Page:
World Geothermal Congress 2020+1
March - October, 2021

Petrophysical Properties of IDDP-2 Core Samples from Depths of 3650 to 4650m

Benoit GIBERT, Didier LOGGIA, Fleurice PARAT, David ESCOBEDO, Léa LEVY, Gudmundur Omar FRIDLEIFSSON, Robert A. ZIERENBERG, Philippe A. PEZARD, Nicolas MARINO

[Université de Montpellier, France]

As part of the exploration of supercritical geothermal reservoirs at the Reykjanes Peninsula, SW Iceland, the IDDP consortium has accomplished a series of exploratory drillings and coring in order to investigate the physical conditions at depths of 4-5 km in high temperature-high pressure hydrothermal environments. A set of 21 cylindrical mini-cores samples extracted from IDDP-2 core between 3638m to 4654m depth were studied to identify their alteration mineralogy and petrophysical properties. Optical and SEM observations from thin sections indicate that samples are medium to fine grained diabase intrusions showing granular holocrystalline textures. Mineral compositions from XRD on powders and from SEM observations on thin sections indicate that the rocks are composed of plagioclase and amphibole (80-90%), replacing primary augite phenocrysts, along with magnetite and ilmenite and minor amounts of quartz. Enstatite and biotite are present in the deepest cores, below 4500m. Petrophysical properties such as porosity, acoustic velocities (Vp-Vs) and electrical conductivity were first measured on one inch diameter mini-core samples at room conditions in dry and saturated conditions. Porosity is generally low, ranging from 0.4 to 2.9 %. Electrical conductivity, measured at 103 Hz as a function of pore fluid conductivity, indicates an unusual and low electrical tortuosity and cementation index for dolerites (2.3-10.0 and 1.2-1.6, respectively). P-wave velocity is higher by 30 % on average when the sample is saturated with water, compared to dry conditions. Both acoustic and electrical properties indicate that interconnected microcracks and fissures dominate porosity. Electrical conductivity measurements at 100 MPa of confining pressure – i.e. relevant for in-situ conditions and up to 600°C, under both dry and fluid-saturated conditions, indicate that the total conductivity of the sample increases by more than one decade from dry to fluid-saturated conditions. Acoustic properties measurements at room temperature and up to 300 MPa of confining pressure, indicate that P- and S-wave velocities increase in a non-linear and reversible manner when pressure increases. This behaviour is attributed to microcrack closure with increasing pressure. Crack density calculation shows that relative high crack density ( more than 0.3) is preserved at effective pressure corresponding to in-situ conditions. Our results indicate that the density of microcracks controls the physical properties of rock samples over the whole investigated section. Microcracks may result from recent hydrothermal circulations, as suggested by Violay et al. (2010) on samples collected in the sheeted dike complex cored by IODP hole 1256D. Microcracks may also arise from drilling operations, where intense in-situ cooling and later decompression generates mechanical stresses linked to mineral contraction. Finally, the comparison of high-pressure core measurements to data from down hole geophysical tools, large scale MT, and seismic investigations in the Reykjanes peninsula is compatible with the presence of supercritical fluids at depth.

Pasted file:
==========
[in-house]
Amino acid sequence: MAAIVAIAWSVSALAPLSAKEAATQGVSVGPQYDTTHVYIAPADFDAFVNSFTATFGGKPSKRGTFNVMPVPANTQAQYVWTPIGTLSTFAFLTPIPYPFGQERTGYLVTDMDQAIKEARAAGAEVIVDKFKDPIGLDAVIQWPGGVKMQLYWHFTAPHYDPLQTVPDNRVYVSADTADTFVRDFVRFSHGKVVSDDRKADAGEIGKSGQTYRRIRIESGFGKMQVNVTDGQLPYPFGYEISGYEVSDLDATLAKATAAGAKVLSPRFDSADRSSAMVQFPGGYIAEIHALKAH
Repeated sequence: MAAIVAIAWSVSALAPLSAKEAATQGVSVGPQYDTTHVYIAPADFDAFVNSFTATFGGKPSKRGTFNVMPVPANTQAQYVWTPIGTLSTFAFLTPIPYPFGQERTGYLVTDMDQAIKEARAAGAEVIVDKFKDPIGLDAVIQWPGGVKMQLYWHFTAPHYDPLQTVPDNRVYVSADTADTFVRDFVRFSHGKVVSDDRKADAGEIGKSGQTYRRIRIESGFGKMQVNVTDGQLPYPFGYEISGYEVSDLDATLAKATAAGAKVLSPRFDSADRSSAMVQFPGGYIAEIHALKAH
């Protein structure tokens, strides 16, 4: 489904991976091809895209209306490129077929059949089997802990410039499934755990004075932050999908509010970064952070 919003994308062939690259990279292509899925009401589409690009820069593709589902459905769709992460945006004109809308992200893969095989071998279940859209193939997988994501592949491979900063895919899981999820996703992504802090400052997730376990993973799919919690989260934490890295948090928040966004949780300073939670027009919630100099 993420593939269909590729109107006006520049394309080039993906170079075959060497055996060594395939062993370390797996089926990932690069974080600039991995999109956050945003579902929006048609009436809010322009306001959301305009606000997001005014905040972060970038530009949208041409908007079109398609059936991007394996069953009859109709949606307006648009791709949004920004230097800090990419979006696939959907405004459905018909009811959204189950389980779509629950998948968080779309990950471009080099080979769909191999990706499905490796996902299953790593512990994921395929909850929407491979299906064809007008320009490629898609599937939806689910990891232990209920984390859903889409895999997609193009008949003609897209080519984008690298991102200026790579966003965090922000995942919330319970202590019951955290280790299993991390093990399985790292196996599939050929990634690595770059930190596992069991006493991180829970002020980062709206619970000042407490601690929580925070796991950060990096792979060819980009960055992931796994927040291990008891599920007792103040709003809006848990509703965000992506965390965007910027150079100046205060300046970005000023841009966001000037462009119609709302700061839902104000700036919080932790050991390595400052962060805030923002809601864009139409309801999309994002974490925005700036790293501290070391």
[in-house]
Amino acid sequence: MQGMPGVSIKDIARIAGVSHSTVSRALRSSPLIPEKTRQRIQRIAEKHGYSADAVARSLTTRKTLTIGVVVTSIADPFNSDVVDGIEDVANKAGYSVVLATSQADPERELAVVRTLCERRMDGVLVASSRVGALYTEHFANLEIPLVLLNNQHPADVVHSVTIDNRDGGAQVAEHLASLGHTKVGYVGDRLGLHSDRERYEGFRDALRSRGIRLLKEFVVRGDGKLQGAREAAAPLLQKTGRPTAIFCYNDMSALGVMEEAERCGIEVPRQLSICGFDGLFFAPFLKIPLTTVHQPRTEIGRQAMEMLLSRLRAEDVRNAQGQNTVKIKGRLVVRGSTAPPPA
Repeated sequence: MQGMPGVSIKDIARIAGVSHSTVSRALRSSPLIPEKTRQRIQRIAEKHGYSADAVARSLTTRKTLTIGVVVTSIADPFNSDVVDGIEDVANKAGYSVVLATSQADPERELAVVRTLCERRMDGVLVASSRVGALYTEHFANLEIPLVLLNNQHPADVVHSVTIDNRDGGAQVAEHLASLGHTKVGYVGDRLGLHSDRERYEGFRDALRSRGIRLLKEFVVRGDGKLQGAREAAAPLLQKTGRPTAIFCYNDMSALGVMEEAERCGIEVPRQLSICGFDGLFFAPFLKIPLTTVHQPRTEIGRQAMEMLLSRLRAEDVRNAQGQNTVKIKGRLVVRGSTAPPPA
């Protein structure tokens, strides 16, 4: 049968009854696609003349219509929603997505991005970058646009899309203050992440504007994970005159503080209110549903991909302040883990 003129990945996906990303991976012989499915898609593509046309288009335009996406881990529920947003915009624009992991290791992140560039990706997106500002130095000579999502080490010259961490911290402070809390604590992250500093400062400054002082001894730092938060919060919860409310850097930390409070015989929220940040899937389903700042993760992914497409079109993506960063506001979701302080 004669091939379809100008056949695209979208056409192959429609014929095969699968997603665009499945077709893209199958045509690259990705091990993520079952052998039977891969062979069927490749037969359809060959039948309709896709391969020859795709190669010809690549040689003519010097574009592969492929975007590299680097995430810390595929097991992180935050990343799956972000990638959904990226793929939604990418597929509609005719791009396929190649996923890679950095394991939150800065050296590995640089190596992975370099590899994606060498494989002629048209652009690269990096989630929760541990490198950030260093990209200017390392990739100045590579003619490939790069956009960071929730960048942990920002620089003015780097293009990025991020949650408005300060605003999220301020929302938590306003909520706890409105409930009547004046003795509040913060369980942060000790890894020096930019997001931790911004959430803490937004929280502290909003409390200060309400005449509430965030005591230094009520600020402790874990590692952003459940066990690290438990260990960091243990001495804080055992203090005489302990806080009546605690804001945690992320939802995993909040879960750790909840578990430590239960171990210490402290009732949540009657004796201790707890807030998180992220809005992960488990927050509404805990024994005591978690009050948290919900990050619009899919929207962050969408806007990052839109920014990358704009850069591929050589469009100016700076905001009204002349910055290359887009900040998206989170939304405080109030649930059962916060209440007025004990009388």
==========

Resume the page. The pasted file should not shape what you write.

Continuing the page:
Topic: Geophysics Paper Number: 13071

         Session 16C: Geophysics 7 -- Seismic Monitoring 3 - Supercritical Reservoirs [Tuesday 11th May 2021, 12:00 pm] (UTC-8)
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